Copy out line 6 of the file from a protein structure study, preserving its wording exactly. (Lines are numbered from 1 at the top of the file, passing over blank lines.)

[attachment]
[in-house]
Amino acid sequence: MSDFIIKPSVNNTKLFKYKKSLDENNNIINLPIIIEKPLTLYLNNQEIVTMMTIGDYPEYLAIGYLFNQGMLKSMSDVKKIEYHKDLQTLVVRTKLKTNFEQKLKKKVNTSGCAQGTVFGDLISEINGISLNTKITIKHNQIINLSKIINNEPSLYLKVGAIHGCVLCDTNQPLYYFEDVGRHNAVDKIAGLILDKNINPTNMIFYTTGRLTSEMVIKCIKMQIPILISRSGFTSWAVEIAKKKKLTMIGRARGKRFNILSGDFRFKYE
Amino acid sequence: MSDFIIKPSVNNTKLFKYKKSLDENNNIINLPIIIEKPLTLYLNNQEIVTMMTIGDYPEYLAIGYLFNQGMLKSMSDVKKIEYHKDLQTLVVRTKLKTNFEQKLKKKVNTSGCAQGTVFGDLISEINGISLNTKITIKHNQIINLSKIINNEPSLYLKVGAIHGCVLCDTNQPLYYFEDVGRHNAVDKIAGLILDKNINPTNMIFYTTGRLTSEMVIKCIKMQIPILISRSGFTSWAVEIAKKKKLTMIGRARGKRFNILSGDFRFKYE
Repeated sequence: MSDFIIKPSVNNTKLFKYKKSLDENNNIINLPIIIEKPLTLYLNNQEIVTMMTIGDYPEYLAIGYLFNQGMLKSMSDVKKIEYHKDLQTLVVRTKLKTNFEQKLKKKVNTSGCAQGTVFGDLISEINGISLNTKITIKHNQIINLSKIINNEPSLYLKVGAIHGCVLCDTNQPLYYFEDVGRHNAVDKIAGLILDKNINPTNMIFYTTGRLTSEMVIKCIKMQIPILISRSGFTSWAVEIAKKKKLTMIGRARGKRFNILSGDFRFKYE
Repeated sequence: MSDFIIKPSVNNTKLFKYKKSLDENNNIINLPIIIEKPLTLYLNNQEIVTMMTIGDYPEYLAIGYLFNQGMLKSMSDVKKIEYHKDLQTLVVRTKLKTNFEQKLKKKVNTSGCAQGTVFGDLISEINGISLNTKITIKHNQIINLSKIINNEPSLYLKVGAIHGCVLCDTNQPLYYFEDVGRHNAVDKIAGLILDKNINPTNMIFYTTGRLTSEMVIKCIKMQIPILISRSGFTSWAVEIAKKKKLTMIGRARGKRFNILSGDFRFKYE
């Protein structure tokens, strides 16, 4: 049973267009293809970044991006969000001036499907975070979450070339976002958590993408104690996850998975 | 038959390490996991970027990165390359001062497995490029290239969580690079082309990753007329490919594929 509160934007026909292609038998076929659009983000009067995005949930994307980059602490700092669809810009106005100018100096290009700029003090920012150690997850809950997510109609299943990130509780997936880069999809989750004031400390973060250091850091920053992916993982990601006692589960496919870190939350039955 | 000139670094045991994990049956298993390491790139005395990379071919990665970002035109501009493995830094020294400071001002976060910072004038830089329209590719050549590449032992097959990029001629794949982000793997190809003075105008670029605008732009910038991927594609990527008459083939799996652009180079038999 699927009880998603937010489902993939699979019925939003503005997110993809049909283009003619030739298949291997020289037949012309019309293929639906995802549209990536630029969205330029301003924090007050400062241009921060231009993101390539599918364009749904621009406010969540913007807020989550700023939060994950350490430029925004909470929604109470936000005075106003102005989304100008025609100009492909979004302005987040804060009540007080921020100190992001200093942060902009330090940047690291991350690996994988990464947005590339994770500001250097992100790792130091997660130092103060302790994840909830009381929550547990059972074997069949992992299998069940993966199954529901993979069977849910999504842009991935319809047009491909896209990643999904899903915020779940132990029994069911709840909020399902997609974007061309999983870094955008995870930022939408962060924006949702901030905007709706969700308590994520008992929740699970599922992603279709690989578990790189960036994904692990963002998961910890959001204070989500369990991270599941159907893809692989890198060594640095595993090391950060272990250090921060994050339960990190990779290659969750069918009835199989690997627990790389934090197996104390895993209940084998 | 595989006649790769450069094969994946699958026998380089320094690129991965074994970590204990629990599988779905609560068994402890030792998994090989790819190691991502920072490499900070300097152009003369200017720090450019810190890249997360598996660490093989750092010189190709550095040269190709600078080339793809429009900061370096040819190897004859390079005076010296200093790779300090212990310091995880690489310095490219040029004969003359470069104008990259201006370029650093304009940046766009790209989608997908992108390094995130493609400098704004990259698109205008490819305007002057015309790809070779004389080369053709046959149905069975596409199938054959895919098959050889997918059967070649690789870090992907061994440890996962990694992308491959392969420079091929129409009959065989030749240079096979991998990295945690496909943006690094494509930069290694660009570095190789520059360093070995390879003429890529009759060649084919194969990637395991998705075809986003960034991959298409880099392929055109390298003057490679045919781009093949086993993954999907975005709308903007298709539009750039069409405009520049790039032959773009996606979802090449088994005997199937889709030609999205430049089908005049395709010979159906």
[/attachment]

């Protein structure tokens, strides 16, 4: 049973267009293809970044991006969000001036499907975070979450070339976002958590993408104690996850998975 | 038959390490996991970027990165390359001062497995490029290239969580690079082309990753007329490919594929 509160934007026909292609038998076929659009983000009067995005949930994307980059602490700092669809810009106005100018100096290009700029003090920012150690997850809950997510109609299943990130509780997936880069999809989750004031400390973060250091850091920053992916993982990601006692589960496919870190939350039955 | 000139670094045991994990049956298993390491790139005395990379071919990665970002035109501009493995830094020294400071001002976060910072004038830089329209590719050549590449032992097959990029001629794949982000793997190809003075105008670029605008732009910038991927594609990527008459083939799996652009180079038999 699927009880998603937010489902993939699979019925939003503005997110993809049909283009003619030739298949291997020289037949012309019309293929639906995802549209990536630029969205330029301003924090007050400062241009921060231009993101390539599918364009749904621009406010969540913007807020989550700023939060994950350490430029925004909470929604109470936000005075106003102005989304100008025609100009492909979004302005987040804060009540007080921020100190992001200093942060902009330090940047690291991350690996994988990464947005590339994770500001250097992100790792130091997660130092103060302790994840909830009381929550547990059972074997069949992992299998069940993966199954529901993979069977849910999504842009991935319809047009491909896209990643999904899903915020779940132990029994069911709840909020399902997609974007061309999983870094955008995870930022939408962060924006949702901030905007709706969700308590994520008992929740699970599922992603279709690989578990790189960036994904692990963002998961910890959001204070989500369990991270599941159907893809692989890198060594640095595993090391950060272990250090921060994050339960990190990779290659969750069918009835199989690997627990790389934090197996104390895993209940084998 | 595989006649790769450069094969994946699958026998380089320094690129991965074994970590204990629990599988779905609560068994402890030792998994090989790819190691991502920072490499900070300097152009003369200017720090450019810190890249997360598996660490093989750092010189190709550095040269190709600078080339793809429009900061370096040819190897004859390079005076010296200093790779300090212990310091995880690489310095490219040029004969003359470069104008990259201006370029650093304009940046766009790209989608997908992108390094995130493609400098704004990259698109205008490819305007002057015309790809070779004389080369053709046959149905069975596409199938054959895919098959050889997918059967070649690789870090992907061994440890996962990694992308491959392969420079091929129409009959065989030749240079096979991998990295945690496909943006690094494509930069290694660009570095190789520059360093070995390879003429890529009759060649084919194969990637395991998705075809986003960034991959298409880099392929055109390298003057490679045919781009093949086993993954999907975005709308903007298709539009750039069409405009520049790039032959773009996606979802090449088994005997199937889709030609999205430049089908005049395709010979159906």